Progressive (Contextual) Scaling and WoW
Posted 2 May 2009
I think that Blizzard has taken a new approach to game design with the recent development and release of the Ulduar dungeon in World of Warcraft. This is pure speculation on my part, and other MMORPGs may already be employing such measures, but if it is, I’m not aware.
I’ve noticed an interesting trend in the stream of patches to Ulduar since it was released last month. In almost every case, the damage output and difficulty of the bosses in Ulduar (and in some cases, their trash) has been decreased. While this may be a case of Blizzard under-tuning the instance during testing and releasing something that was simply way too difficult for players in the game, I think that Blizzard knows exactly what they are doing and this is part of their new game design approach.
If you look at the Ulduar boss changes coming in the 3.1.2 patch, you’ll notice that in the case of Ignis the Furnace Master, considered by most to be the most difficult encounter in the first part of the instance (some guilds who have gotten way in to the instance still skip him), Ignis’ damage has been reduced by half. That’s a major change to the difficulty of the encounter.
When Blizzard spoke of the gameplay design approach to Wrath of the Lich King, one of the things they made very clear was that there would never be an instance as difficult as the Sunwell again. They would not build raid content that only a small percentage of the 12 million people who play the game would see. It costs Blizzard millions of dollars to develop a raid instance, and they want to make sure that as many people as possible can see it. They’re not giving away the keys to the kingdom — Blizzard expects players to be geared appropriately and have some modicum of skill — but they don’t want to create something that 5% of their player base will see. That’s just bad business.
And at the end of the day, it is about business. Although the overall WoW subscriber base trended upwards even as the release for Wrath approached, there were a good number of longtime players who said "Goodbye!" to WoW when the Black Temple instance was released. Given the difficulty of defeating Archimonde in the Battle for Mount Hyjal (one of the most randomly evil encounters Blizzard ever made), which was a prerequisite for gaining access to the Black Temple, and given that you had to defeat both [Vashj](http://www.wowwiki.com/Lady_Vashj_(tactics) (the guild destroyer) and Kael’Thelas in order to access Mount Hyjal, a lot of people said "I’m out. I’ll never make it to see that." Those people left and many returned when Wrath was released because they still enjoyed playing WoW, but felt the goals of defeating Vashj and Kael and Archimonde to get a shot at Illidan (which would then and only then give you a shot at the Sunwell) was simply too far out of their grasp.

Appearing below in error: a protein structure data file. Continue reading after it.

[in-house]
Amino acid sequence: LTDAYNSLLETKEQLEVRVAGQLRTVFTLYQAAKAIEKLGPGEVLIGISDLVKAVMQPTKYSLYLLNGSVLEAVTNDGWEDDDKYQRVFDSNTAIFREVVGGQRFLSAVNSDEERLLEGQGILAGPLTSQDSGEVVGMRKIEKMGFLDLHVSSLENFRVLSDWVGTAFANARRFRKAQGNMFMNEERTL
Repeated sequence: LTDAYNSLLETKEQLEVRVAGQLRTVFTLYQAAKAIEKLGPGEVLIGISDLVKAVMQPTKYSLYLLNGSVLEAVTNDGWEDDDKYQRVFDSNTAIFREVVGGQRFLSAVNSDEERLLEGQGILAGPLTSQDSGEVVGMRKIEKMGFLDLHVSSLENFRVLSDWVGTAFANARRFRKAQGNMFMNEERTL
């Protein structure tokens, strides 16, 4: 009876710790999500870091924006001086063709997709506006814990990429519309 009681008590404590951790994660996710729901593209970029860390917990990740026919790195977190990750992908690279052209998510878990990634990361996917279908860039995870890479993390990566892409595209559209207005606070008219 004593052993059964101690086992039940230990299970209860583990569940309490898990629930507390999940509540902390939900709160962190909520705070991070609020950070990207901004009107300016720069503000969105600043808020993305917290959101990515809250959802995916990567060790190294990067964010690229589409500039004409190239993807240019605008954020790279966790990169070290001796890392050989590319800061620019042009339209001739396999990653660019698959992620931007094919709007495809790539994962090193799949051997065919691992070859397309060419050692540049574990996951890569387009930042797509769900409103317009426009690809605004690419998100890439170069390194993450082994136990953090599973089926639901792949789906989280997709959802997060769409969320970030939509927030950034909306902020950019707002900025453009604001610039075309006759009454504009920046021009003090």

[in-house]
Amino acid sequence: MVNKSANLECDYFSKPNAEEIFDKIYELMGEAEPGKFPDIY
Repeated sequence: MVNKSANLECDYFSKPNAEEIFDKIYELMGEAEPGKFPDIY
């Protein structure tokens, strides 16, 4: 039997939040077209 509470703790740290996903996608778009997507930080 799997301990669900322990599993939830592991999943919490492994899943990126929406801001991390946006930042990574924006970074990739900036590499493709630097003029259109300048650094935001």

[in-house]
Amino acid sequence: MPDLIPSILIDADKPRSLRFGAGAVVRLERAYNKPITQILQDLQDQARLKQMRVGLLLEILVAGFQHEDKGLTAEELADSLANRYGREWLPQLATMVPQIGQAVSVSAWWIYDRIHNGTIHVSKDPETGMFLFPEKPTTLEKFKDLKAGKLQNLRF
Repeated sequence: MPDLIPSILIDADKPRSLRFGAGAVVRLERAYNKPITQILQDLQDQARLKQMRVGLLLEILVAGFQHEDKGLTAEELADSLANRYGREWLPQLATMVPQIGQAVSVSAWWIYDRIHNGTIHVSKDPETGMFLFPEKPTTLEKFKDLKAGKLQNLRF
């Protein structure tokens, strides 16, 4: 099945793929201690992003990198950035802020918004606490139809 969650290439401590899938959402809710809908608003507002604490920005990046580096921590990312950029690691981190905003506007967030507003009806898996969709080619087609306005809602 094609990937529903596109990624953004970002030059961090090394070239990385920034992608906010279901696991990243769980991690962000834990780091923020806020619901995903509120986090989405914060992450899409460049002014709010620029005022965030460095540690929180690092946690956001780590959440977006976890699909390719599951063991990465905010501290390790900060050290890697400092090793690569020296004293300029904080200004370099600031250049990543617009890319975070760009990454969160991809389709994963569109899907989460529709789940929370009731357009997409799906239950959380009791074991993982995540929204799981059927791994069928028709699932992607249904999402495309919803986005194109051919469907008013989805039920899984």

That cost Blizzard money. And Blizzard is in the business of making money (by making great games).
So when Blizzard sat down to map out the gameplay for Wrath of the Lich King, one of the design choices was to remove the barrier to entry for raiding. Blizzard wanted to make sure that even casual players could raid if they wanted to do so. The result: Naxxramas and guilds clearing the instance within a week or so of Wrath’s release.
Naxx is a fairly easy instance and accessible to most players. Ulduar, by contrast, was supposed to be "raiding 201." It was (and is) supposed to be much more challenging. It’s still accessible, as long as you’ve got some gear from Naxx and have some skill, you should be able to take on the first few encounters.
But then Ulduar was released and two things happened: some of the best guilds in the game cleared the instance within a few days and even managed to take down some of the bosses in hard modes. Within a week or so of the instance being released in to the game, every boss in both regular and hard mode was down, save for Algalon, on whom attempt time is limited to one hour a week.
So was Ulduar too easy? Had Blizzard not followed through on their promise of making raiding more challenging?
Although some of the best players in the world managed to steamroll their way through the instance, well over 95% of the players in the game did not, and have not. They (we) are finding it to be challenging in some places, hard in others. Some people complain that it’s even too hard in places — Ignis being one of them. But if Blizzard is decreasing the difficulty of the encounters, including Ignis, then how can it be too hard?